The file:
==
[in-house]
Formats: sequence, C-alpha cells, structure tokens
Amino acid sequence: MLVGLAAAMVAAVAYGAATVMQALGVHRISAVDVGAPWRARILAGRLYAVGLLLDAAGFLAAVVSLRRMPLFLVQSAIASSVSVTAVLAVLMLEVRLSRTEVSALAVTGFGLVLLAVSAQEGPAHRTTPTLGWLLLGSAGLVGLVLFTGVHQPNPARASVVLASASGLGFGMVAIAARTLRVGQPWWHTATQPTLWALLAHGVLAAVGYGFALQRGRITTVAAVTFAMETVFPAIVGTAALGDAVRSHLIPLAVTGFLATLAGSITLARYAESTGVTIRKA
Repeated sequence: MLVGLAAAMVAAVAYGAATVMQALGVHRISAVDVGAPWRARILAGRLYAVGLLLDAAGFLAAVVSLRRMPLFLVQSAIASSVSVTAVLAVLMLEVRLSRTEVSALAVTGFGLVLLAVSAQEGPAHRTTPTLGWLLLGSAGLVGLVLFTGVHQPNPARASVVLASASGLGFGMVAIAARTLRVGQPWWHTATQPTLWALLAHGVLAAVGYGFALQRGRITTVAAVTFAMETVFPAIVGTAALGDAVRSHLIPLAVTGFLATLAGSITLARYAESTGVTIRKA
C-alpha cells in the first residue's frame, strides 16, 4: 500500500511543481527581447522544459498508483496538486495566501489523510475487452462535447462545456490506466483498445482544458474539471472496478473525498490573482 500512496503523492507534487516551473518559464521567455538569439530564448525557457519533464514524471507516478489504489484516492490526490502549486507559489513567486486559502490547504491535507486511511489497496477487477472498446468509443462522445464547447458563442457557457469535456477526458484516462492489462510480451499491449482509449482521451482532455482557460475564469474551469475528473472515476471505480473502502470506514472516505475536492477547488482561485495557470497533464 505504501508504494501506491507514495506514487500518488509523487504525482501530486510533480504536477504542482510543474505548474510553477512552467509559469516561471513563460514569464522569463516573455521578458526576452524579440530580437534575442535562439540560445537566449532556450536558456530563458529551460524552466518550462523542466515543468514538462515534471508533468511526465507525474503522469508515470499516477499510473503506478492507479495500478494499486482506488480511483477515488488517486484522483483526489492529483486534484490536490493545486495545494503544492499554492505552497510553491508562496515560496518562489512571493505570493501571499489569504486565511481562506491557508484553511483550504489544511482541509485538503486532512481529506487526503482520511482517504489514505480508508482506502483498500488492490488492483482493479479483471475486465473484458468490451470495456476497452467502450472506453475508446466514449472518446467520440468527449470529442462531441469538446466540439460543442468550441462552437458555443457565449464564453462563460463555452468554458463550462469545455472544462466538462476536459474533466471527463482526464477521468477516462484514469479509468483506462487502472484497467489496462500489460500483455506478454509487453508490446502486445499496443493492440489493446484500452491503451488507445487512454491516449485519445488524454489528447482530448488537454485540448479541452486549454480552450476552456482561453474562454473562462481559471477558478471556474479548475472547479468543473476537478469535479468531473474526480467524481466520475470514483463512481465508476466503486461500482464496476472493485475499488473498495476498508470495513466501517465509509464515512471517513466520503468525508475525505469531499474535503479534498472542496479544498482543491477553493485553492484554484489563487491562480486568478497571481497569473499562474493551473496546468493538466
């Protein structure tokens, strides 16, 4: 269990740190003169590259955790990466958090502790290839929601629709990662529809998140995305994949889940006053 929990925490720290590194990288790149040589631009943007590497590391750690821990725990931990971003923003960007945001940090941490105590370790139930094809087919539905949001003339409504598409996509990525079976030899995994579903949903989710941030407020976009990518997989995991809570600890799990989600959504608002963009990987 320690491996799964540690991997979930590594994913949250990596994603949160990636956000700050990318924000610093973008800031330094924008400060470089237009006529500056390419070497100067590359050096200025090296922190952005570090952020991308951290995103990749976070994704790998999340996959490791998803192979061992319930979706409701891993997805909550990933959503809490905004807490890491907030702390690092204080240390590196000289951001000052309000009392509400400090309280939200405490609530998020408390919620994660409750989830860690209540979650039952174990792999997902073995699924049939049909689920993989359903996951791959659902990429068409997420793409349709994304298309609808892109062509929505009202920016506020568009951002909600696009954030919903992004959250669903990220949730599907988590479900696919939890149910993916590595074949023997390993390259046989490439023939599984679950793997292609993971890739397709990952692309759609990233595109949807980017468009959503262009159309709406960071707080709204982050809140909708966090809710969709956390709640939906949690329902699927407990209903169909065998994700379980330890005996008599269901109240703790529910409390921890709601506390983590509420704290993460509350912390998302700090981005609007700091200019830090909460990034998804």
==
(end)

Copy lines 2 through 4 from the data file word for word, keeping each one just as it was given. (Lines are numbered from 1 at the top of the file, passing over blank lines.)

Formats: sequence, C-alpha cells, structure tokens
Amino acid sequence: MLVGLAAAMVAAVAYGAATVMQALGVHRISAVDVGAPWRARILAGRLYAVGLLLDAAGFLAAVVSLRRMPLFLVQSAIASSVSVTAVLAVLMLEVRLSRTEVSALAVTGFGLVLLAVSAQEGPAHRTTPTLGWLLLGSAGLVGLVLFTGVHQPNPARASVVLASASGLGFGMVAIAARTLRVGQPWWHTATQPTLWALLAHGVLAAVGYGFALQRGRITTVAAVTFAMETVFPAIVGTAALGDAVRSHLIPLAVTGFLATLAGSITLARYAESTGVTIRKA
Repeated sequence: MLVGLAAAMVAAVAYGAATVMQALGVHRISAVDVGAPWRARILAGRLYAVGLLLDAAGFLAAVVSLRRMPLFLVQSAIASSVSVTAVLAVLMLEVRLSRTEVSALAVTGFGLVLLAVSAQEGPAHRTTPTLGWLLLGSAGLVGLVLFTGVHQPNPARASVVLASASGLGFGMVAIAARTLRVGQPWWHTATQPTLWALLAHGVLAAVGYGFALQRGRITTVAAVTFAMETVFPAIVGTAALGDAVRSHLIPLAVTGFLATLAGSITLARYAESTGVTIRKA